Methyldopa (Aldomet) is an example of this type of drug. It’s a common choice for high blood pressure treatment during pregnancy because it generally poses few risks to the mother and fetus.
Other examples include:
- clonidine hydrochloride (Catapres)
- guanabenz acetate (Wytensin)
- guanfacine hydrochloride (Tenex)
Since alpha-2 receptor agonists can work in the brain and central nervous system, they’re also known as “central agonists.” This makes these medications useful for treating a large range of medical conditions beyond high blood pressure.
Vasodilators relax the muscles in the walls of blood vessels, especially small arteries (arterioles). This widens the blood vessels and allows blood to flow through them more easily. Blood pressure falls as a result.
Hydralazine hydrochloride (Apresoline) and minoxidil (Loniten) are examples of these.
Treatment for high blood pressure includes ongoing care, as well as individual treatments tailored for specific situations and younger age groups, including children and teens.
Ongoing medical care
To make the most of your treatment, it’s vital to get regular medical checkups and blood pressure tests. Regular checkups allow your doctor to monitor how well your treatment is going and make any necessary adjustments to your treatment plan.
If your blood pressure starts inching back up, your doctor can respond promptly. Doctor’s visits also give you an opportunity to ask questions and bring up any concerns.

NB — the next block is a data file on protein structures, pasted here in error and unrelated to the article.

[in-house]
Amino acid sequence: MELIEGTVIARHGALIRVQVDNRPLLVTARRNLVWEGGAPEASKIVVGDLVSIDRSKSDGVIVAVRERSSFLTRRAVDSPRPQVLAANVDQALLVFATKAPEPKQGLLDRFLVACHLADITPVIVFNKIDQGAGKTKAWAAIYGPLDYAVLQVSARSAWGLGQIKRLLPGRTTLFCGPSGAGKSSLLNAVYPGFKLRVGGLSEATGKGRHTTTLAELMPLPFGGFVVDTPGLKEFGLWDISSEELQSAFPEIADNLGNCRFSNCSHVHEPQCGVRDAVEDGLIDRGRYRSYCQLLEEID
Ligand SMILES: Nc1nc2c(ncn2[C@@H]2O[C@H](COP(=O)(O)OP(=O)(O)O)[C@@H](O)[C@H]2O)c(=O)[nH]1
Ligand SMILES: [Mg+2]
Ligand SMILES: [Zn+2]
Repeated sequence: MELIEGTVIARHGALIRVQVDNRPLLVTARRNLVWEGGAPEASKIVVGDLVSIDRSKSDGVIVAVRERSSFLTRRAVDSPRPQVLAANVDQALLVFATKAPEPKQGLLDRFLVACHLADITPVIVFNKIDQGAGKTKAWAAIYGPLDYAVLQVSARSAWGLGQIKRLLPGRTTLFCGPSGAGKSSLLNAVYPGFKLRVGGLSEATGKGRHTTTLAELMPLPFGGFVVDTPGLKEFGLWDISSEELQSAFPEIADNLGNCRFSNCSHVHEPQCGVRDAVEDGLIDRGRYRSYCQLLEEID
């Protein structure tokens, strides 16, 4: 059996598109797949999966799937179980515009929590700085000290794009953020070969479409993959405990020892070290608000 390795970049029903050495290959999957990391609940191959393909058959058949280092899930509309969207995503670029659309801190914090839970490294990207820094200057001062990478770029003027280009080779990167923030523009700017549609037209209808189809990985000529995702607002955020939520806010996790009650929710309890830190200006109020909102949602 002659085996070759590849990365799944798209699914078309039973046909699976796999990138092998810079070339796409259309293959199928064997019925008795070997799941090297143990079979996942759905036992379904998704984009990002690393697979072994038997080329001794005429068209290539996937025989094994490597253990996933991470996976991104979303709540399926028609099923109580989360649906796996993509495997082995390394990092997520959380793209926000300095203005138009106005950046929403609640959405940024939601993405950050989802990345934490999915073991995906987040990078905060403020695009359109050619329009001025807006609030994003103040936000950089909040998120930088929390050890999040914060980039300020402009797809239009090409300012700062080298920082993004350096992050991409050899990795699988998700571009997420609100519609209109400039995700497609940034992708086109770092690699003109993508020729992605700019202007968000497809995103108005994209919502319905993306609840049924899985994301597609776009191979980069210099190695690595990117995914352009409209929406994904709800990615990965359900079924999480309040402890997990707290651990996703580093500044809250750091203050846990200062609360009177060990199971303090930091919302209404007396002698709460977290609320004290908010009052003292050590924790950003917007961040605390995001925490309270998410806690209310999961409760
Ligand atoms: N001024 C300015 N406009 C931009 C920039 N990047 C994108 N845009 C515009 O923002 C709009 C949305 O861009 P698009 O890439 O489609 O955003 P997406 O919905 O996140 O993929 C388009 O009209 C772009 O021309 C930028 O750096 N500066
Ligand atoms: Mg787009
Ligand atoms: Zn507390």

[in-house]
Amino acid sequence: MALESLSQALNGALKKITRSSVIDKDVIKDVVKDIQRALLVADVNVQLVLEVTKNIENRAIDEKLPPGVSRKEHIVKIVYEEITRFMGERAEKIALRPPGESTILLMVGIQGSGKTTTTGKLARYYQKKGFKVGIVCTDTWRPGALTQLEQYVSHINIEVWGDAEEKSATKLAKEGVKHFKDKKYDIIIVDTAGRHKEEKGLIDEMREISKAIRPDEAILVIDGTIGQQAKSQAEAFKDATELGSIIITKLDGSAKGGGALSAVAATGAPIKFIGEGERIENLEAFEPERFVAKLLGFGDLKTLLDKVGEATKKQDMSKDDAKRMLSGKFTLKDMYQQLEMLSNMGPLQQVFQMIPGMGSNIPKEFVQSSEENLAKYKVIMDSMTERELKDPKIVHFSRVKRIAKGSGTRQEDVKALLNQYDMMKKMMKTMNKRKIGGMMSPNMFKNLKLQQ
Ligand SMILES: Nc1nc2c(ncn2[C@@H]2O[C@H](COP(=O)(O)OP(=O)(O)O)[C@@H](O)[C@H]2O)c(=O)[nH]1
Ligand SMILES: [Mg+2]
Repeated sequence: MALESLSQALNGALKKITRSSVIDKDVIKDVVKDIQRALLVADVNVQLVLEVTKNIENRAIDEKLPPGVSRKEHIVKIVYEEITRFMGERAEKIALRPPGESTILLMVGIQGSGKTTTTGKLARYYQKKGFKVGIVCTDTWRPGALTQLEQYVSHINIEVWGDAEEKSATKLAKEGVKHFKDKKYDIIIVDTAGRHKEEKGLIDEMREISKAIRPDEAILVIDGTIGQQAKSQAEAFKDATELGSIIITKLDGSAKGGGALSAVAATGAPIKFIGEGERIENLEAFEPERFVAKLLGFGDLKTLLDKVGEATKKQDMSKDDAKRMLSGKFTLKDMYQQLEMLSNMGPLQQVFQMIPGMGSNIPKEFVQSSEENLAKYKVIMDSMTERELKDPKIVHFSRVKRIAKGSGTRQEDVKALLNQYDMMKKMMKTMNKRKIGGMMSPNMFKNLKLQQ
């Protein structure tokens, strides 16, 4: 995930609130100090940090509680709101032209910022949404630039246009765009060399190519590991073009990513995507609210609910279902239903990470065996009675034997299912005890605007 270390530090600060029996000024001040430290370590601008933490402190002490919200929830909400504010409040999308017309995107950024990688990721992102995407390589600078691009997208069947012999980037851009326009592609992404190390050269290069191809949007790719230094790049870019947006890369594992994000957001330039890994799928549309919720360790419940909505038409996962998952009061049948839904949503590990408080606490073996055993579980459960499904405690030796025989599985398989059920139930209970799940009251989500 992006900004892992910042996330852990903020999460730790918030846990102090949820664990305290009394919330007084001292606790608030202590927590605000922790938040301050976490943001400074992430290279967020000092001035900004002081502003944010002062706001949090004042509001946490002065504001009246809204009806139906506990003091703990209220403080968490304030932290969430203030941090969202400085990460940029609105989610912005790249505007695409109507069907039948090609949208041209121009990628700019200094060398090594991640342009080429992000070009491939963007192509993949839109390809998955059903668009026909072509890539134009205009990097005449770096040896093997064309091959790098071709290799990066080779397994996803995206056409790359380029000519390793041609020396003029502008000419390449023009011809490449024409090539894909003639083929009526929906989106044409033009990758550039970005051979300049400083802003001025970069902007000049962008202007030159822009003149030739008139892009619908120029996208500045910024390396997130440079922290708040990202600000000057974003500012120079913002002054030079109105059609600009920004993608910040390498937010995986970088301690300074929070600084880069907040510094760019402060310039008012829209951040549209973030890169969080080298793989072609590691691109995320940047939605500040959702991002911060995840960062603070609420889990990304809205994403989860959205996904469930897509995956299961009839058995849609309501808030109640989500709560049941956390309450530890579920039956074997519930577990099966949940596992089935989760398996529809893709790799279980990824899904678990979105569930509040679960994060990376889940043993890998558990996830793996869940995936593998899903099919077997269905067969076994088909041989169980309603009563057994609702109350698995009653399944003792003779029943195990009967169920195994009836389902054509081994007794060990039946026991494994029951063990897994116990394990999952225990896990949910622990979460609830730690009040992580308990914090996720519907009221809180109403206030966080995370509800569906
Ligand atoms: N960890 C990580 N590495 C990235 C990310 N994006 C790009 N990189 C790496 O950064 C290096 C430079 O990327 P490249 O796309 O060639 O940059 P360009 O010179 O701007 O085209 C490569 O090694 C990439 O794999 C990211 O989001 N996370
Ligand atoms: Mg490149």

Treatment for specific situations
Additional treatment options may be needed in certain situations like resistant hypertension or secondary hypertension.
Resistant hypertension refers to blood pressure that remains high after trying at least three different types of blood pressure medication. Someone whose high blood pressure is controlled by taking four different kinds of medication is considered to have resistant hypertension.
Even such hard-to-treat cases can often be managed successfully in time. Your doctor might prescribe a different medication, dose, drug combination, or more aggressive lifestyle changes. Getting a referral to a heart or kidney specialist may also be useful in treating resistant hypertension.
Secondary hypertension is high blood pressure that’s directly caused by another health problem or drug side effect. Blood pressure often drops substantially or even goes back to normal once doctors diagnose and treat the root cause.
Treatment options for children and teens
Children may take the same blood pressure medications as adults when necessary. For children with secondary hypertension, blood pressure often returns to normal once the underlying condition is treated.
High blood pressure treatment usually involves a combination of lifestyle changes and medication. Sometimes, lifestyle changes are enough to return your blood pressure to normal levels. These changes may include diet, exercise, and weight loss.
If your high blood pressure continues, be sure to consult a doctor who can prescribe the appropriate medication.